© 2018 Lages et al. This is an open access article distributed under the terms of the Creative Commons Attribution License, which permits unrestricted use, distribution, and reproduction in any medium, provided the original author and source are credited. Signaling pathways represent parts of the global biological molecular network which connects them into a seamless whole through complex direct and indirect (hidden) crosstalk whose structure can change during development or in pathological conditions. We suggest a novel methodology, called Googlomics, for the structural analysis of directed biological networks using spectral analysis of their Google matrices, using parallels with quantum scattering theory, developed for nuclear and mesoscopic physics and quantum chaos. We introduce analytical “reduced Google matrix” method for the analysis of biological network structure. The method allows inferring hidden causal relations between the members of a signaling pathway or a functionally related group of genes. We investigate how the structure of hidden causal relations can be reprogrammed as a result of changes in the transcriptional network layer during cancerogenesis. The suggested Googlomics approach rigorously characterizes complex systemic changes in the wiring of large causal biological networks in a computationally efficient way.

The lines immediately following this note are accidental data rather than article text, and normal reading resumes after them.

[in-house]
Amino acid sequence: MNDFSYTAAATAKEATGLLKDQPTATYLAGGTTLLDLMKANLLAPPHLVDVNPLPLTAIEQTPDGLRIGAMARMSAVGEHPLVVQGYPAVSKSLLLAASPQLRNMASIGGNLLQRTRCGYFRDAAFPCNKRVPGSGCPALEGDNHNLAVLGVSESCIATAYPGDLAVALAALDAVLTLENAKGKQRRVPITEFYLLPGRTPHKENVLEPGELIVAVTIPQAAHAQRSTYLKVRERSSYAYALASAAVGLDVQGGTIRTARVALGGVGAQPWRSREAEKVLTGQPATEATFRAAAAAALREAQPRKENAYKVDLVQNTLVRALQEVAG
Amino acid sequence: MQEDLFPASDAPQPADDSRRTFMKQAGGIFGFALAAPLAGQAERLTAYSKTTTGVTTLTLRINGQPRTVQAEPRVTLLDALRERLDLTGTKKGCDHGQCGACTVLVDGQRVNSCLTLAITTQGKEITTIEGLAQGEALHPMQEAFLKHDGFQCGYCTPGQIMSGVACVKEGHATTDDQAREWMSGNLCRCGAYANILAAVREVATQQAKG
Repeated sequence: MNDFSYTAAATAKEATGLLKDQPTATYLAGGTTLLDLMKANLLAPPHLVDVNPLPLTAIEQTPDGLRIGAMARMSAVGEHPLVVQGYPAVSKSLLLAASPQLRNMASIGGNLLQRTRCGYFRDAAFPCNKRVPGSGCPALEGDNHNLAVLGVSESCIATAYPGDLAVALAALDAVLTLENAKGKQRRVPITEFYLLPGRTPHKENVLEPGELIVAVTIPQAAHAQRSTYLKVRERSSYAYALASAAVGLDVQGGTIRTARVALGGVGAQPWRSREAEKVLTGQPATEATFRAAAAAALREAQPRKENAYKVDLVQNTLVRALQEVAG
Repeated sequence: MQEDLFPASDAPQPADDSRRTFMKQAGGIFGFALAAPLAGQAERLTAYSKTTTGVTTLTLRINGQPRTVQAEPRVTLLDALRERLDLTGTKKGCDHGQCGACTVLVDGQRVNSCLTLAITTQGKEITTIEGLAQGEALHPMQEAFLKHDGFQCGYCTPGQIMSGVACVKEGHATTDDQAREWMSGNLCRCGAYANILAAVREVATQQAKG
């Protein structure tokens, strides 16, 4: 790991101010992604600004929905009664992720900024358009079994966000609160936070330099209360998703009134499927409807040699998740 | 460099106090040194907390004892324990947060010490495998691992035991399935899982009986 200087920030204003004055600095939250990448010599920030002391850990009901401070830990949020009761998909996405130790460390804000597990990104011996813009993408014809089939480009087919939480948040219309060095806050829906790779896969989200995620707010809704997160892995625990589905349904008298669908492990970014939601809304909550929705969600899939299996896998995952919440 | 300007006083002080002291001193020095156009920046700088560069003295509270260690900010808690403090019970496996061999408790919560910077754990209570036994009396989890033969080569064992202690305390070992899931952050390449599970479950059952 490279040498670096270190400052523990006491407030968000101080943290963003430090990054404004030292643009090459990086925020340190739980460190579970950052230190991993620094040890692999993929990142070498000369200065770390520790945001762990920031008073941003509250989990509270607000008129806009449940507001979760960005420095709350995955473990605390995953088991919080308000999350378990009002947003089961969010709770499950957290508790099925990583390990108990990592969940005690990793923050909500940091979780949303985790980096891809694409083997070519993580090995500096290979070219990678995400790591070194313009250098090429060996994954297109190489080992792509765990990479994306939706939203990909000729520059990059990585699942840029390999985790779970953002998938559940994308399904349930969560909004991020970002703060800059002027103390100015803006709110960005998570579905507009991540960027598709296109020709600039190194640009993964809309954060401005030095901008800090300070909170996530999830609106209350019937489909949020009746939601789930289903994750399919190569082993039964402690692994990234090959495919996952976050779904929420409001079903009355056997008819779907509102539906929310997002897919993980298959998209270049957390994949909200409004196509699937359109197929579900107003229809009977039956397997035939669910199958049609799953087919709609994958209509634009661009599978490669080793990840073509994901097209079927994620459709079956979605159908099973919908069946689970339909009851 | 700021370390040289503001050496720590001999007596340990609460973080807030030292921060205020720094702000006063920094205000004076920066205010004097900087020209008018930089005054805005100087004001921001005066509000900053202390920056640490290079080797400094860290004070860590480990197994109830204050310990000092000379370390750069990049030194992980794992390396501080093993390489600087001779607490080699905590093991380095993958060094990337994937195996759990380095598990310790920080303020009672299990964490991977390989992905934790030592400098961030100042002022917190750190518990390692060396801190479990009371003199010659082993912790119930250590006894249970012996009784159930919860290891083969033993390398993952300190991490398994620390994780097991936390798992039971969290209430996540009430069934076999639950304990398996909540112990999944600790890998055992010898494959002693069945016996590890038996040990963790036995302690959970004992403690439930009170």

Lages, J., Shepelyansky, D. L., & Zinovyev, A. (2018). Inferring hidden causal relations between pathway members using reduced Google matrix of directed biological networks. PLoS ONE, 13(1). https://doi.org/10.1371/journal.pone.0190812